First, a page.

First Drive: Redesigned 2020 Porsche 911 Proves Its Mettle

This latest version of the iconic sports car is immensely capable and civilized

2020 Porsche 911 front driving

The Porsche 911 is an iconic rear-engined coupe that has dominated race tracks, starred in movies, and inhabited country clubs since 1964. Other than a Jeep Wrangler, there's probably no other currently available car that’s as identifiable. 

The current generation (known as 992 in Porsche parlance) debuted for the 2020 model year. We rented one from Porsche to get a feel for it. This latest 911 Carrera doesn’t stray much from the established format, but it ups the ante on the infotainment system and advanced driving assistance features. The dual-clutch automatic transmission, now standard equipment, moves from a seven-speed to an eight-speed unit. A seven-speed manual transmission can be ordered on the uplevel Carrera S as a no-cost option. (This is the first 911 where a manual is not available on the base model.)

As before, both coupe and convertible body styles are offered, and each can be had with all-wheel drive. And just like every new generation of any Porsche model, the price keeps climbing.

CR has a history of testing the 911 spanning from the 1967 edition through the modern era with 2006 and 2014 vintages. We found previous generations of the 911 to be terrific sports cars that also can serve as decent daily drivers. Historically, it’s a performance car that can corner and brake on a dime, shoot into the horizon with an invigorating bellow, and still ride reasonably comfortably. You also can count on a 911 to provide a token of practicality, decent outward visibility, and palatable fuel economy.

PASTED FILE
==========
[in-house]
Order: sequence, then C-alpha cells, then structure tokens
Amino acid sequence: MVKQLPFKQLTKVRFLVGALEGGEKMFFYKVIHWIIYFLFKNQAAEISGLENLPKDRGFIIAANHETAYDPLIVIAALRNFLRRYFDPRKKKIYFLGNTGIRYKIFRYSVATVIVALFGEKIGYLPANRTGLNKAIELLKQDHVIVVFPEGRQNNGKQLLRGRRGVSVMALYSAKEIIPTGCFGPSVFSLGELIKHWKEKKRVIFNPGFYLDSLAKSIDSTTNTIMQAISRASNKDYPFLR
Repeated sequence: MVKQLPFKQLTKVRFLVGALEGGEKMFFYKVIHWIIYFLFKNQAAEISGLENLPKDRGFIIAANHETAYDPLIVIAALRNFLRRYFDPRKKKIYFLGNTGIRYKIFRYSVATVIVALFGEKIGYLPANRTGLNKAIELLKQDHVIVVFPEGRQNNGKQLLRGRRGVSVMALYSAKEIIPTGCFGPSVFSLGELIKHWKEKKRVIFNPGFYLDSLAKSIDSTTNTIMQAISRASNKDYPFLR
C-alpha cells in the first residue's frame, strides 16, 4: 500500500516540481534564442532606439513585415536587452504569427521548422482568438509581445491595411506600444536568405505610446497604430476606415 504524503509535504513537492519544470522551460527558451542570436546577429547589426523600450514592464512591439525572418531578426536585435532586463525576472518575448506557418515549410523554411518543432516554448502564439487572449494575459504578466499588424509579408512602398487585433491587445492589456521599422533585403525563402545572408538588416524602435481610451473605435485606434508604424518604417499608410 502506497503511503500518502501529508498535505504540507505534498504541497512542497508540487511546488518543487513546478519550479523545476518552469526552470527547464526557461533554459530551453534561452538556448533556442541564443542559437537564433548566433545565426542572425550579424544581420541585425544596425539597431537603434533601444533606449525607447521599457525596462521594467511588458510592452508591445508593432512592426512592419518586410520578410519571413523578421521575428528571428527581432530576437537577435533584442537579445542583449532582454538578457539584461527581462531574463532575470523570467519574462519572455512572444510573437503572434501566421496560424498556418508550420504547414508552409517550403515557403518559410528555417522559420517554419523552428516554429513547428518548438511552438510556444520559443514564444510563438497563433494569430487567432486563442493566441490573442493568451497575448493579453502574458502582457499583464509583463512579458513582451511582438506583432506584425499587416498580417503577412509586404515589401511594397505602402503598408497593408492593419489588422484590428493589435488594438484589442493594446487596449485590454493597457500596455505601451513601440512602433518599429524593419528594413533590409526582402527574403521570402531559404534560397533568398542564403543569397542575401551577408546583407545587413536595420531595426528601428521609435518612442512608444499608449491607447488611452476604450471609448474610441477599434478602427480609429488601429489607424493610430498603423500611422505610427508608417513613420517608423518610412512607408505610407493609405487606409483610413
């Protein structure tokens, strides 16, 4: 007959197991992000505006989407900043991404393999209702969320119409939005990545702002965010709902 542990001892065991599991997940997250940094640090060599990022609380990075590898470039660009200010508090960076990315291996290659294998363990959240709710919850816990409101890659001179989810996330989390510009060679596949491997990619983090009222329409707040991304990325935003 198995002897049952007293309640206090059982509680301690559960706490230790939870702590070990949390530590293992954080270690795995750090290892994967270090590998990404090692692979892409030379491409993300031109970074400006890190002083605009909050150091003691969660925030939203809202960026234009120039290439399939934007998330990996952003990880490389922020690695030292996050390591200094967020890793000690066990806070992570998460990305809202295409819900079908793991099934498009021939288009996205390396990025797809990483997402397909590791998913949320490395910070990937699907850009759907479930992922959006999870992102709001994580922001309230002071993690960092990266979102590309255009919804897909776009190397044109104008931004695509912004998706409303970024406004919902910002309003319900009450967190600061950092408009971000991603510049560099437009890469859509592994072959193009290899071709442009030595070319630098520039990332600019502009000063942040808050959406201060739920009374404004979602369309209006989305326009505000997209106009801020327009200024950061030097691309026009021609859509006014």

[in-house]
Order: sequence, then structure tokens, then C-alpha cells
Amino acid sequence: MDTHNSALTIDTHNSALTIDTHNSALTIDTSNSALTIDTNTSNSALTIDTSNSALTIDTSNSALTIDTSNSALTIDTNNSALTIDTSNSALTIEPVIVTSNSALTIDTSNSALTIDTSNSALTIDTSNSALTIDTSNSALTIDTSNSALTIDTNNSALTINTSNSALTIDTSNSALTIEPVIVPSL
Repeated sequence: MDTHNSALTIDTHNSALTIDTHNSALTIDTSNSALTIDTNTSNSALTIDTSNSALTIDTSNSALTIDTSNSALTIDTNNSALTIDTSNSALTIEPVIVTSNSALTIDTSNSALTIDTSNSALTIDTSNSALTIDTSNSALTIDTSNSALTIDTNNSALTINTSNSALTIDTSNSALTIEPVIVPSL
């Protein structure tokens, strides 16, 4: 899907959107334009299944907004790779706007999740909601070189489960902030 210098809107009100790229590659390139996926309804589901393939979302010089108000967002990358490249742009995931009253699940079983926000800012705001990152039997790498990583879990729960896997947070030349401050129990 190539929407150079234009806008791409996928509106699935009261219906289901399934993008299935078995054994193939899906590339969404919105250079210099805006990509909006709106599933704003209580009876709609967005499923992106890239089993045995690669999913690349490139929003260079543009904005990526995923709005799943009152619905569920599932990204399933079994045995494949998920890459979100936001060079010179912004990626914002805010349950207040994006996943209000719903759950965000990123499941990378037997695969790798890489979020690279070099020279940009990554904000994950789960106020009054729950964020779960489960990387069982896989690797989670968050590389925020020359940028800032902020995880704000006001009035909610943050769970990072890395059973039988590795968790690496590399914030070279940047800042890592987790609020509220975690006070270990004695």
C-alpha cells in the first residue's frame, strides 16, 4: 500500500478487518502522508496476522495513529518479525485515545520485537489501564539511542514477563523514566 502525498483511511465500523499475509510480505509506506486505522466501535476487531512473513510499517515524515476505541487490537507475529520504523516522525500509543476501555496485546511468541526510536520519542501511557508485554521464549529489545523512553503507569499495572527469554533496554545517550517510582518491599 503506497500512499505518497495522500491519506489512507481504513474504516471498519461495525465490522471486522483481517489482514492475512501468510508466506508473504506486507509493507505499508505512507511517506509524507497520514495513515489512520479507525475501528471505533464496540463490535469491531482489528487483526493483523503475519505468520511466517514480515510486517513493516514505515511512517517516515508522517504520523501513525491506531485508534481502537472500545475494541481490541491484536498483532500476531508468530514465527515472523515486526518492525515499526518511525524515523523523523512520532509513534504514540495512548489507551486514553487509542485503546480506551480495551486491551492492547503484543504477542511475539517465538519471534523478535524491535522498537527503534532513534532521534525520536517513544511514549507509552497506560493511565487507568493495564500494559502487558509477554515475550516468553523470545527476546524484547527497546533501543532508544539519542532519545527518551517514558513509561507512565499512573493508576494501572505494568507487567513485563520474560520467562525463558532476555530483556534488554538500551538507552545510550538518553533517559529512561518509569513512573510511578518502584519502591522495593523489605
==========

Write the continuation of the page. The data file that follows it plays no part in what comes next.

If you’re a Consumer Reports member, our assessment of the Porsche 911 is available to you here. Given the 911’s low volume and very specific appeal, we don’t plan to buy one and formally put it through our instrumented testing regimen.

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What we rented: 2020 Porsche 911 Carrera
Powertrain: 379-hp, turbocharged 3.0-liter 6-cylinder boxer engine, 8-speed dual-clutch automatic transmission; rear-wheel drive.
MSRP: $97,400
Options: $4,960 Leather Interior, $2,950 Sport Exhaust System, $2,770 Front Axle Lift System, $2,720 Sport Chrono Package (includes Bose stereo and Lane Keep Assist), $3,470 Adaptive Sport Seats Plus (18-way with memory), $5,380 Premium Package (Keyless entry, Seat Ventilation, Adaptive Cruise Control).
Destination fee: $1,350
Total cost: $121,830

CR’s Take

Driving the 911 is an experience that hits all of your senses. It starts with the signature flat-six engine sound and tingle emanating behind your back. Then it’s the immediate, yet measured, forward thrust. Steering into corners becomes an extension of your forward vision. Pavement undulations get ironed out in a most nonchalant way. The leather seats hold you in place for hours on end, and the interior craftsmanship exudes innate quality. The 911 is the quintessential driving enthusiast’s dream, but some folks might scoff at the engine noise, controls’ learning curve, and scant interior and luggage room.  

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